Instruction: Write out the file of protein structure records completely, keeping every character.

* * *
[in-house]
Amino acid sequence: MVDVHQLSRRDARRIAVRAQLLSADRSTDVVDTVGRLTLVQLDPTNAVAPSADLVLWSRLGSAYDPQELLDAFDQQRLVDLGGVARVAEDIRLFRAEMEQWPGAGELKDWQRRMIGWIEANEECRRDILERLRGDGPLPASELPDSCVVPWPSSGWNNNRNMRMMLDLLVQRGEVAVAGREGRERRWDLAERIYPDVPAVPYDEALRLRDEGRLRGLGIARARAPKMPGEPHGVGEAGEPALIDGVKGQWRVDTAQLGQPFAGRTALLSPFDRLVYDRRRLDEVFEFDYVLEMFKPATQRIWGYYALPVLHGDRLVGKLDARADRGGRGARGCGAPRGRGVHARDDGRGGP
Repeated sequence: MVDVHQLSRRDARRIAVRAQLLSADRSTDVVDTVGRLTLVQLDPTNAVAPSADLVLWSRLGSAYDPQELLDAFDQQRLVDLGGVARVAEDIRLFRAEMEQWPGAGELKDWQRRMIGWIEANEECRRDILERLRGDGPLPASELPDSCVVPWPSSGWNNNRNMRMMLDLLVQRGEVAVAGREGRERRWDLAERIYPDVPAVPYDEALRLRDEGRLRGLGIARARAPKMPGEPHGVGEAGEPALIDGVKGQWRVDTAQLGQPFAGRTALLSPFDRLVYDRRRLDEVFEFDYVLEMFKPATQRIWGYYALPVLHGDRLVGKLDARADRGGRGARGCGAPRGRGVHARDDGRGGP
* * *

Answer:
[in-house]
Amino acid sequence: MVDVHQLSRRDARRIAVRAQLLSADRSTDVVDTVGRLTLVQLDPTNAVAPSADLVLWSRLGSAYDPQELLDAFDQQRLVDLGGVARVAEDIRLFRAEMEQWPGAGELKDWQRRMIGWIEANEECRRDILERLRGDGPLPASELPDSCVVPWPSSGWNNNRNMRMMLDLLVQRGEVAVAGREGRERRWDLAERIYPDVPAVPYDEALRLRDEGRLRGLGIARARAPKMPGEPHGVGEAGEPALIDGVKGQWRVDTAQLGQPFAGRTALLSPFDRLVYDRRRLDEVFEFDYVLEMFKPATQRIWGYYALPVLHGDRLVGKLDARADRGGRGARGCGAPRGRGVHARDDGRGGP
Repeated sequence: MVDVHQLSRRDARRIAVRAQLLSADRSTDVVDTVGRLTLVQLDPTNAVAPSADLVLWSRLGSAYDPQELLDAFDQQRLVDLGGVARVAEDIRLFRAEMEQWPGAGELKDWQRRMIGWIEANEECRRDILERLRGDGPLPASELPDSCVVPWPSSGWNNNRNMRMMLDLLVQRGEVAVAGREGRERRWDLAERIYPDVPAVPYDEALRLRDEGRLRGLGIARARAPKMPGEPHGVGEAGEPALIDGVKGQWRVDTAQLGQPFAGRTALLSPFDRLVYDRRRLDEVFEFDYVLEMFKPATQRIWGYYALPVLHGDRLVGKLDARADRGGRGARGCGAPRGRGVHARDDGRGGP